Pharmacotherapy for heart failure with left ventricular dysfunction: beyond angiotensin-converting enzyme inhibitors and beta-blockers.
Pharmacotherapy. 2008 Jul;28(7):920-31
Authors: Norgard NB, Stark JE
Angiotensin-converting enzyme (ACE) inhibitors and beta-blockers make up the cornerstone of therapy for patients with heart failure involving left ventricular dysfunction. These drug classes have been proven to decrease morbidity and mortality in patients with heart failure. Unfortunately, many patients remain symptomatic and experience disease progression despite taking both an ACE inhibitor and a beta-blocker. Others may be unable to tolerate one or both of these agents. In recent years, several other drug classes have been shown to provide additional morbidity and mortality benefits in patients with heart failure. These include angiotensin II receptor blockers (ARBs), aldosterone antagonists, and the combination of isosorbide dinitrate plus hydralazine. To select the most appropriate drug therapy for patients with heart failure, clinicians should consider results from clinical trials in specific patient populations, adverse-event profiles, tolerability, cost, and dosing regimens.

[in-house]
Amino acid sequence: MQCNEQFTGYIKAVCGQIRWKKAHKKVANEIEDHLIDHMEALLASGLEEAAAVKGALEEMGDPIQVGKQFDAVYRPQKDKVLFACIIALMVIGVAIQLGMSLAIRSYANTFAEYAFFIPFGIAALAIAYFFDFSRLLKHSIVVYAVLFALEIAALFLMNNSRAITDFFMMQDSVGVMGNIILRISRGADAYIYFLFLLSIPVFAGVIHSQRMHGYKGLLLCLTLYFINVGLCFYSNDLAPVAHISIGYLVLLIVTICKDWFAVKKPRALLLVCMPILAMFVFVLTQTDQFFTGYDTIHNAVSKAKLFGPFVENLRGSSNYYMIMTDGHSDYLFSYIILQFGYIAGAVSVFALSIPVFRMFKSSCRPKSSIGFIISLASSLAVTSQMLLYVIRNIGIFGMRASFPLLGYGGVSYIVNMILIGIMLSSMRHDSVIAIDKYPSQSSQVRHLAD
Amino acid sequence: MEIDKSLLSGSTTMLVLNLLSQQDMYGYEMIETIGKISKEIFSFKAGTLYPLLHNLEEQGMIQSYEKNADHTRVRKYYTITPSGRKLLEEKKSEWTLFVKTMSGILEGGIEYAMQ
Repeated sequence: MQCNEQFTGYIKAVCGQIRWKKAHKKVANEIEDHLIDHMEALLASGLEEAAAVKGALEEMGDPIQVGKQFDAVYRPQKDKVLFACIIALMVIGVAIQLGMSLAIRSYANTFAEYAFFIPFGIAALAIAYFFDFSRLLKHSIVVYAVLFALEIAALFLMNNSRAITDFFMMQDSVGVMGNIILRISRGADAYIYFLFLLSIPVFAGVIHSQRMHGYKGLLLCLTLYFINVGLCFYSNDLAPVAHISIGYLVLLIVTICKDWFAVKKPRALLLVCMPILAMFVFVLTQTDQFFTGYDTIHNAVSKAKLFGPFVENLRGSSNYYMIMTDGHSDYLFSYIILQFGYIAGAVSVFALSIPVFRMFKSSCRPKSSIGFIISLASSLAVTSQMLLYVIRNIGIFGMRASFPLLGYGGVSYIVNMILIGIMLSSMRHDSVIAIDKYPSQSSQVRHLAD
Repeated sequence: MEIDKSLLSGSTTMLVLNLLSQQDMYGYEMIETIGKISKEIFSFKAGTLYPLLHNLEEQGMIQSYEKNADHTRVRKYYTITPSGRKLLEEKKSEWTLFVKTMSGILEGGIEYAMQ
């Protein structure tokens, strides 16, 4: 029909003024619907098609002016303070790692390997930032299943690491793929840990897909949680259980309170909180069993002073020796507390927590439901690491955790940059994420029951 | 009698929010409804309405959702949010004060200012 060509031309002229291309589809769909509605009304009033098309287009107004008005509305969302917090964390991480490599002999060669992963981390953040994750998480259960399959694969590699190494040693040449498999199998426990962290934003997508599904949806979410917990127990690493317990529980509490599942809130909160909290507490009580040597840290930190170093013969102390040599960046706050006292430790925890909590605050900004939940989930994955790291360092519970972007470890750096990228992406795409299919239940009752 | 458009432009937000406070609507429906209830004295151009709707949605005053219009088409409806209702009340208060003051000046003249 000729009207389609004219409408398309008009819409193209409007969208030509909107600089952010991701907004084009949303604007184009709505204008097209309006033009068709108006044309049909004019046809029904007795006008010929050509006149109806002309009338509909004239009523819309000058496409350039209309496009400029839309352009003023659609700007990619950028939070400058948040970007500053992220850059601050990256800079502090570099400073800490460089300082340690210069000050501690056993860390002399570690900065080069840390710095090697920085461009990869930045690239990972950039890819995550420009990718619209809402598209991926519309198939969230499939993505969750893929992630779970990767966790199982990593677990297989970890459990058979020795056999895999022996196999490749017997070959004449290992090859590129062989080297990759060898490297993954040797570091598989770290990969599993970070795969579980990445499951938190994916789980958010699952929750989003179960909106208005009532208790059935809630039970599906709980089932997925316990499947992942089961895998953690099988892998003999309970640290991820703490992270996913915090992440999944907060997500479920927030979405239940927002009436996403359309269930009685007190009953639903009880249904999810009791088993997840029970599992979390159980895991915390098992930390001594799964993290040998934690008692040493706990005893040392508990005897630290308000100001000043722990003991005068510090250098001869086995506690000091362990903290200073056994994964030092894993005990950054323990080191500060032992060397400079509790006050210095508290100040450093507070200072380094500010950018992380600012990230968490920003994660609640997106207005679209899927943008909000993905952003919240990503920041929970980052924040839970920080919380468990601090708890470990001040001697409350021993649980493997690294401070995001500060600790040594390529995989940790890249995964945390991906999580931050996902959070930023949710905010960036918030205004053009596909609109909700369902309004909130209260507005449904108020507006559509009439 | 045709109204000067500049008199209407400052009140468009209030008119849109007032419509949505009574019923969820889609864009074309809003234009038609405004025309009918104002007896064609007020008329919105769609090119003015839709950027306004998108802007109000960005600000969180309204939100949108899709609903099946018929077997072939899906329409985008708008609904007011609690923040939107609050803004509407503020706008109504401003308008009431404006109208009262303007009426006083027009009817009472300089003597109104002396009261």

PMID: 18576907 [PubMed - indexed for MEDLINE]